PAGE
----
Our new organization has been fortunate also in obtaining many of the NACA executives to assist in administering the new program. The space agency’s deputy administrator, Dr. Hugh L. Dry-den, brought to the job his brilliance as one of the nation’s leading aerodynamicists plus his outstanding administrative ability in heading NACA for the past eleven years. Our director of space-flight development is Dr. Abe Silverstein, who was in charge of all research at the Lewis laboratory. The new director of aeronautical and space research is John W. Crowley, Jr., formerly associate director for research of NACA. Dr. Homer Joseph Stewart, director of planning and evaluation, came to us from the Jet Propulsion Laboratory at Caltech, where he was chief of the liquid-propulsion-systems division.
The National Aeronautics and Space Act provided for the transfer by the President to NASA of programs and facilities from other agencies. In that way we acquired 150 members of the Naval Research Laboratory’s satellite-launching Vanguard group, as well as a team of about sixty upper-atmosphere specialists from NRL. Last December, the Army’s famed Jet Propulsion Laboratory at Caltech was turned over to NASA. By this move we gained some 2300 trained workers in jet propulsion and missiles. We also have made arrangements for the Army Ballistic Missile Agency at Huntsville, Alabama, to work under contract on NASA projects.
At Beltsville, Maryland, a space center is under construction. Here will be con-ducted various basic and applied research activities and the national co-ordination of tracking and data acquisition. The Vanguard group will complete their I.G.Y. satellite tasks and then turn to new space activities at the center. Man-in-space research, now being done at Langley, may be moved to Beltsville.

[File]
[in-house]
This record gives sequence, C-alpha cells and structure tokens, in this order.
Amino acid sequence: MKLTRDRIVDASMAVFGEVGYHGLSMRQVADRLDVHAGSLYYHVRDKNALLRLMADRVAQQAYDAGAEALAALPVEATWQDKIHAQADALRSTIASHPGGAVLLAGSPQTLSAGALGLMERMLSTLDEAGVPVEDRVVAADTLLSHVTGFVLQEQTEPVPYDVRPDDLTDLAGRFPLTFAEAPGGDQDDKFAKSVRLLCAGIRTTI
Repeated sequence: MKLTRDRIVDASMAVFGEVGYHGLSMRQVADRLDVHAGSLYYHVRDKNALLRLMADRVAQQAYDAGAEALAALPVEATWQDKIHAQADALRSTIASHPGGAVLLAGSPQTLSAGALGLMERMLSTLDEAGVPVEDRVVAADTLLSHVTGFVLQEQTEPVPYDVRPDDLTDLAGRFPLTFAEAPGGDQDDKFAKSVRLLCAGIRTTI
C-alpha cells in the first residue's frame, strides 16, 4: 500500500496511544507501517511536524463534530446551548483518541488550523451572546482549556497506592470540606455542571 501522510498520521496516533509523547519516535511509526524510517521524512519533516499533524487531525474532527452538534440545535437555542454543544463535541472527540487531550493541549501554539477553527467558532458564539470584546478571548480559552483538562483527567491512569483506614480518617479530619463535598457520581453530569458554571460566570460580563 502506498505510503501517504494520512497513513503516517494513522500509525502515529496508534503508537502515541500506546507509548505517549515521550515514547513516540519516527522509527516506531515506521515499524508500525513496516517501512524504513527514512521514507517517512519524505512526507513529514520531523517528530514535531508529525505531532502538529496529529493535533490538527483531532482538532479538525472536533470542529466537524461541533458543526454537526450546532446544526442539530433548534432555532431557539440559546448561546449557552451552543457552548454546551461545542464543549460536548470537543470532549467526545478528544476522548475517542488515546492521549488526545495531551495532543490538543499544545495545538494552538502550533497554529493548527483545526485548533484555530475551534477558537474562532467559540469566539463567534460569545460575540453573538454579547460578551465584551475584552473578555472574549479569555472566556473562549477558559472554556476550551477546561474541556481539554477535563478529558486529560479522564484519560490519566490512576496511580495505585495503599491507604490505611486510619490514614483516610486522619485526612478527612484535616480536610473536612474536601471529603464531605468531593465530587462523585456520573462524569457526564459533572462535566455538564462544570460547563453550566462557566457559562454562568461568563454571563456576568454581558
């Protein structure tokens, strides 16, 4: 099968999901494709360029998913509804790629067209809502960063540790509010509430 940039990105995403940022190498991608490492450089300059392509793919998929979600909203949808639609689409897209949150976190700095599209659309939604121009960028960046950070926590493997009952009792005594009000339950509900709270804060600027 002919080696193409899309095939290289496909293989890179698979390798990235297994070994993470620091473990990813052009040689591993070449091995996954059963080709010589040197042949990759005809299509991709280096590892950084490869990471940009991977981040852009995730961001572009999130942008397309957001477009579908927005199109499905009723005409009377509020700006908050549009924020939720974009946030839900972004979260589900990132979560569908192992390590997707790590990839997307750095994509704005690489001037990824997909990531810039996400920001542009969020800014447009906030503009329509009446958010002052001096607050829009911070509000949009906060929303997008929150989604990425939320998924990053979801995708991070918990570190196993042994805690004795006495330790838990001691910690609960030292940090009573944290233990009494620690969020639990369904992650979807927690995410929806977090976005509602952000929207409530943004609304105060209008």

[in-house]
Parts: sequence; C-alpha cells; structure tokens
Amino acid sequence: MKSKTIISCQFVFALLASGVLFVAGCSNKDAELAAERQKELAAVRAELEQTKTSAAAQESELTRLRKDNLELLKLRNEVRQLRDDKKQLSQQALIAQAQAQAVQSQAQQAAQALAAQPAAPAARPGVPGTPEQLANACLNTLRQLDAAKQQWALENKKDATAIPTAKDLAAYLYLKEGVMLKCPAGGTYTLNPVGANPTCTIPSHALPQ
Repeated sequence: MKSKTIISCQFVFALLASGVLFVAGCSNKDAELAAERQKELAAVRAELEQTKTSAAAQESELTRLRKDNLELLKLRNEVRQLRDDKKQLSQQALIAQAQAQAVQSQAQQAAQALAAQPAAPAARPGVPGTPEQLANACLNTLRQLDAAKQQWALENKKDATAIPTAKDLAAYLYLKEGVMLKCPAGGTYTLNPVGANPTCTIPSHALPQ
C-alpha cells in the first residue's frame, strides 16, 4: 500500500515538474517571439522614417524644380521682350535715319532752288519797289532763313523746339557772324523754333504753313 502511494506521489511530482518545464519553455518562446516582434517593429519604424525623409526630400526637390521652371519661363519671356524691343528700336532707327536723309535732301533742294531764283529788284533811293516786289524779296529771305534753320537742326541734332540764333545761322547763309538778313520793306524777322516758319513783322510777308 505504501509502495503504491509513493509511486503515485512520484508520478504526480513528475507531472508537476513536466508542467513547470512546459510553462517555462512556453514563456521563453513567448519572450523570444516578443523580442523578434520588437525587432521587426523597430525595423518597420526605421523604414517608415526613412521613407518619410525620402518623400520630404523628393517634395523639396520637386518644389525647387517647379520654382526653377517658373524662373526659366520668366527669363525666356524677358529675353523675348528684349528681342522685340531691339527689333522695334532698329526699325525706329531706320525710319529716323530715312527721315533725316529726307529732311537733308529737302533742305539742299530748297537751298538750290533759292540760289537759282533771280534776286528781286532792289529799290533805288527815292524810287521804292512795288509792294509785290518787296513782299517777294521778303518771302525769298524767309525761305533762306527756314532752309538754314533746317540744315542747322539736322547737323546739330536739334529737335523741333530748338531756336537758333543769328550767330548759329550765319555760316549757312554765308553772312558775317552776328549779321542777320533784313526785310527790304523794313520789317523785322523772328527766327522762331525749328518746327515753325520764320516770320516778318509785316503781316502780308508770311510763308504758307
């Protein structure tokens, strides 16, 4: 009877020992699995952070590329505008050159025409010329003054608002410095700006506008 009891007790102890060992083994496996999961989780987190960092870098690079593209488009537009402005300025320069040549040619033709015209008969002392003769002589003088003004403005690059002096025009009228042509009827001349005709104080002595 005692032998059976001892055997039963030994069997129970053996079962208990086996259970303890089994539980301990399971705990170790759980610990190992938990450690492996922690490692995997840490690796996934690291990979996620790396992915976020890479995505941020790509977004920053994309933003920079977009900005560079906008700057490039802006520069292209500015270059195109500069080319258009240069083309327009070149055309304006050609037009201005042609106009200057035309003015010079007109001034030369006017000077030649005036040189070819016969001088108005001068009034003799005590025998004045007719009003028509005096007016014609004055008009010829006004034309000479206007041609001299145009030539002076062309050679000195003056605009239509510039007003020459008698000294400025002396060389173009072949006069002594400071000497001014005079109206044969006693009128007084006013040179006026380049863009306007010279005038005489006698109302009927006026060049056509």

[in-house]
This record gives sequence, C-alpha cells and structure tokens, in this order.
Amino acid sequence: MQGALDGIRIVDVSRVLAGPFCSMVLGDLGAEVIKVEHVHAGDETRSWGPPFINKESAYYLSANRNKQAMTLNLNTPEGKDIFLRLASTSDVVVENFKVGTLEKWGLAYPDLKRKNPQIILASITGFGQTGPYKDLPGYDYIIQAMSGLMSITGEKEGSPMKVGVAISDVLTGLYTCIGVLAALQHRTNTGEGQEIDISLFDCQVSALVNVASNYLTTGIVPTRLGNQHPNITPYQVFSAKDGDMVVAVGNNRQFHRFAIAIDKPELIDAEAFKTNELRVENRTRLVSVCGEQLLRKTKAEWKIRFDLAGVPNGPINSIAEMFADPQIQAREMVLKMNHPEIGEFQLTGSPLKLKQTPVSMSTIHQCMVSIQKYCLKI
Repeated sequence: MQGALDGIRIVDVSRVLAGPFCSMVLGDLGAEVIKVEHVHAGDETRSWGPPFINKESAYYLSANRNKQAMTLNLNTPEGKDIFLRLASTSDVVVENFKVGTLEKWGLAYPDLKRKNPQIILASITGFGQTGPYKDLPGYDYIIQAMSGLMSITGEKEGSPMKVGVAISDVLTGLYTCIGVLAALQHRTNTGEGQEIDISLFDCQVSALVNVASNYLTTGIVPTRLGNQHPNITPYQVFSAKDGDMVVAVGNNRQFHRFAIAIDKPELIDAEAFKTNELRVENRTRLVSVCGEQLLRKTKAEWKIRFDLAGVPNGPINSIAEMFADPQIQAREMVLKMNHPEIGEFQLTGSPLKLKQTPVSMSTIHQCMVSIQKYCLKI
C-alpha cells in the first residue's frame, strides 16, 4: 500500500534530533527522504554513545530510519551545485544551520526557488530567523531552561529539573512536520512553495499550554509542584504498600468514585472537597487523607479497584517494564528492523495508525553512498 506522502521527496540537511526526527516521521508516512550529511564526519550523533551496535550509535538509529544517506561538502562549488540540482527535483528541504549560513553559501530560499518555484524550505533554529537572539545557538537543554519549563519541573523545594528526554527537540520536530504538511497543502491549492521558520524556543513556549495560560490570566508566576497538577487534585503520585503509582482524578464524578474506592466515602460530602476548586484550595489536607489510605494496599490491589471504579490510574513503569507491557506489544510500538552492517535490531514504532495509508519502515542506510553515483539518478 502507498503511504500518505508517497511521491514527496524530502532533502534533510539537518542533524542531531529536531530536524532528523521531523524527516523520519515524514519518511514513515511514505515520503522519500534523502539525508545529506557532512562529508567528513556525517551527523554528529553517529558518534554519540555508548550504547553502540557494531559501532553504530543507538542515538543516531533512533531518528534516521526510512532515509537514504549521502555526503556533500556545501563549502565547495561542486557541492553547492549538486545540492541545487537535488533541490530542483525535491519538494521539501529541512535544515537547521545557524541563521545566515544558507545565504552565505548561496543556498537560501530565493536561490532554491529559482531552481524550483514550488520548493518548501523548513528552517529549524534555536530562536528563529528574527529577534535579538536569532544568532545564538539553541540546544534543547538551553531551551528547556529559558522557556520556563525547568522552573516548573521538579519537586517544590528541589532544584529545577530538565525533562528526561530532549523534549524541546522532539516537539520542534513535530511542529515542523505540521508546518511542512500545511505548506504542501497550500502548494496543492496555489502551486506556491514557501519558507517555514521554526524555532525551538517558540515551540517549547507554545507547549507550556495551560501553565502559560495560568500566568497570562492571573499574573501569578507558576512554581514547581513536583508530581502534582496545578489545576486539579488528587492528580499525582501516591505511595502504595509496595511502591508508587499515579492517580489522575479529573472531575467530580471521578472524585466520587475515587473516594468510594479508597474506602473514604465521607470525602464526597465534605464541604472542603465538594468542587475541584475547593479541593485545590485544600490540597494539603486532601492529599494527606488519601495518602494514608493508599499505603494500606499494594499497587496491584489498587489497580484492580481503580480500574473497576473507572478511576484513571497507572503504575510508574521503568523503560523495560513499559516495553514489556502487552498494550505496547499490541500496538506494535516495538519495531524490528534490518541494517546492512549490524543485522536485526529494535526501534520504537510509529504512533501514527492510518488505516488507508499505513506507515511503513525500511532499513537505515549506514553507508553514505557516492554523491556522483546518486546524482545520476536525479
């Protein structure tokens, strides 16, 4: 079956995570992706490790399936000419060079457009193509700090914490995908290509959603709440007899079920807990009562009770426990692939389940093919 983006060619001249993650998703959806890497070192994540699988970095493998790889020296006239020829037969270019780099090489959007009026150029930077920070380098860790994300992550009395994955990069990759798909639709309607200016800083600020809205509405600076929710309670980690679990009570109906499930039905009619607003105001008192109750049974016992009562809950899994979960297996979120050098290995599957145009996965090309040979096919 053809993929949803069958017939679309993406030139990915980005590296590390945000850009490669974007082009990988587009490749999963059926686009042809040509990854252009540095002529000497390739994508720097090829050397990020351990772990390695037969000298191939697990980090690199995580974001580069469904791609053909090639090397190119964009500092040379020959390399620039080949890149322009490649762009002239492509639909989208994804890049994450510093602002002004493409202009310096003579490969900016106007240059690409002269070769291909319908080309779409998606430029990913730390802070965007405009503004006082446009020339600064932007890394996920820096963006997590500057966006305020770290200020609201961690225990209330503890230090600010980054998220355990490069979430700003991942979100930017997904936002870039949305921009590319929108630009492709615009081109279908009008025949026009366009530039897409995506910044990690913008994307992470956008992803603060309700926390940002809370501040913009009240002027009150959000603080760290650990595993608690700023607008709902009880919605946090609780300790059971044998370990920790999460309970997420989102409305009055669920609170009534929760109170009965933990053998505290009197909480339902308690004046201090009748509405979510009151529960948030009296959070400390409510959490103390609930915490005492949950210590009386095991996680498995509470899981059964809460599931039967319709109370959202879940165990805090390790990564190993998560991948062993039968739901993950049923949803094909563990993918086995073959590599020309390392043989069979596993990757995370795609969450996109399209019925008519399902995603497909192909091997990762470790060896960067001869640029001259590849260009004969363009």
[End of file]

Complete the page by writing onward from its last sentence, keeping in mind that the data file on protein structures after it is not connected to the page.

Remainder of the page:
Our laboratories will conduct less than 20 per cent of the total space-research program now envisioned. And we will do no large-scale development work, nor will we get into the production business. These will be the job of private industry, both large and small. Wherever the Space Administration’s requirements can be clearly defined, contract awards on a fixed-price basis will be made to the lowest responsible bidder. Contracts also will be negotiated by NASA with educational institutions and other nonprofit organizations for the conduct of specified research and development.
The task ahead is not easy. It is going to cost a great deal of money. Our first year’s budget was $301,000,000, and for fiscal 1960 we will need nearly $500,000,000 to carry out our program. We hope and fully expect, however, that the long-range benefits in even the few practical applications we now foresee in weather forecasting and improved communications will far outweigh the costs.
I will not even try to predict when we will land a man on the moon. Nor will I try to predict what great things may be ahead for mankind resulting from our space exploration—although we already have learned enough not to be surprised at any possibility. I learned my lesson about crystal gazing more than thirty years ago when I was a young engineer installing sound-motion-picture equipment in theaters in the West. At that time, I made the bold prediction that there would never be a full-length all-talking motion picture. I don’t intend to repeat that kind of mistake.